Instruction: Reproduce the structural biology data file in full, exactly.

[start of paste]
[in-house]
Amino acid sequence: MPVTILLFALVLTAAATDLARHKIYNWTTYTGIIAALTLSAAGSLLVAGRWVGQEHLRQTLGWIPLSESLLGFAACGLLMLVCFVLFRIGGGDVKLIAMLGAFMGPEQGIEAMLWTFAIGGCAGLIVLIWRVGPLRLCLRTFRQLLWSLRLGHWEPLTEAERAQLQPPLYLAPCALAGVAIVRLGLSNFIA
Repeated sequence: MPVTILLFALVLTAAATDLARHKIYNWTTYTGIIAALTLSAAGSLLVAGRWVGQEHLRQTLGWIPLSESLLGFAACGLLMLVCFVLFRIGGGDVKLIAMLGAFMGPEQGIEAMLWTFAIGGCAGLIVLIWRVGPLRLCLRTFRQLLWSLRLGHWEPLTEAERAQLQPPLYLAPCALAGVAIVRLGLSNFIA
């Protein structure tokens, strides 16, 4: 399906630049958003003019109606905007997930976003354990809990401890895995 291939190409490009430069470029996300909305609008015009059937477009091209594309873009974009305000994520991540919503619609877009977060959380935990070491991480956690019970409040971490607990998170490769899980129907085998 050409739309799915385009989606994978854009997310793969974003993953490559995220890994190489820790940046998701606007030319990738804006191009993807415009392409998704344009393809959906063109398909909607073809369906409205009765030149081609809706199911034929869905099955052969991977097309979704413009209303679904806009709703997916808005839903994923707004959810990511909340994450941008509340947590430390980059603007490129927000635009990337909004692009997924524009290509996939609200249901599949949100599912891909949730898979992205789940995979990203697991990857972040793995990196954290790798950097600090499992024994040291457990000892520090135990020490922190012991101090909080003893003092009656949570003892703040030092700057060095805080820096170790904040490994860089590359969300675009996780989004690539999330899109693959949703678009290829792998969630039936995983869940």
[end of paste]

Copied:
[in-house]
Amino acid sequence: MPVTILLFALVLTAAATDLARHKIYNWTTYTGIIAALTLSAAGSLLVAGRWVGQEHLRQTLGWIPLSESLLGFAACGLLMLVCFVLFRIGGGDVKLIAMLGAFMGPEQGIEAMLWTFAIGGCAGLIVLIWRVGPLRLCLRTFRQLLWSLRLGHWEPLTEAERAQLQPPLYLAPCALAGVAIVRLGLSNFIA
Repeated sequence: MPVTILLFALVLTAAATDLARHKIYNWTTYTGIIAALTLSAAGSLLVAGRWVGQEHLRQTLGWIPLSESLLGFAACGLLMLVCFVLFRIGGGDVKLIAMLGAFMGPEQGIEAMLWTFAIGGCAGLIVLIWRVGPLRLCLRTFRQLLWSLRLGHWEPLTEAERAQLQPPLYLAPCALAGVAIVRLGLSNFIA
């Protein structure tokens, strides 16, 4: 399906630049958003003019109606905007997930976003354990809990401890895995 291939190409490009430069470029996300909305609008015009059937477009091209594309873009974009305000994520991540919503619609877009977060959380935990070491991480956690019970409040971490607990998170490769899980129907085998 050409739309799915385009989606994978854009997310793969974003993953490559995220890994190489820790940046998701606007030319990738804006191009993807415009392409998704344009393809959906063109398909909607073809369906409205009765030149081609809706199911034929869905099955052969991977097309979704413009209303679904806009709703997916808005839903994923707004959810990511909340994450941008509340947590430390980059603007490129927000635009990337909004692009997924524009290509996939609200249901599949949100599912891909949730898979992205789940995979990203697991990857972040793995990196954290790798950097600090499992024994040291457990000892520090135990020490922190012991101090909080003893003092009656949570003892703040030092700057060095805080820096170790904040490994860089590359969300675009996780989004690539999330899109693959949703678009290829792998969630039936995983869940």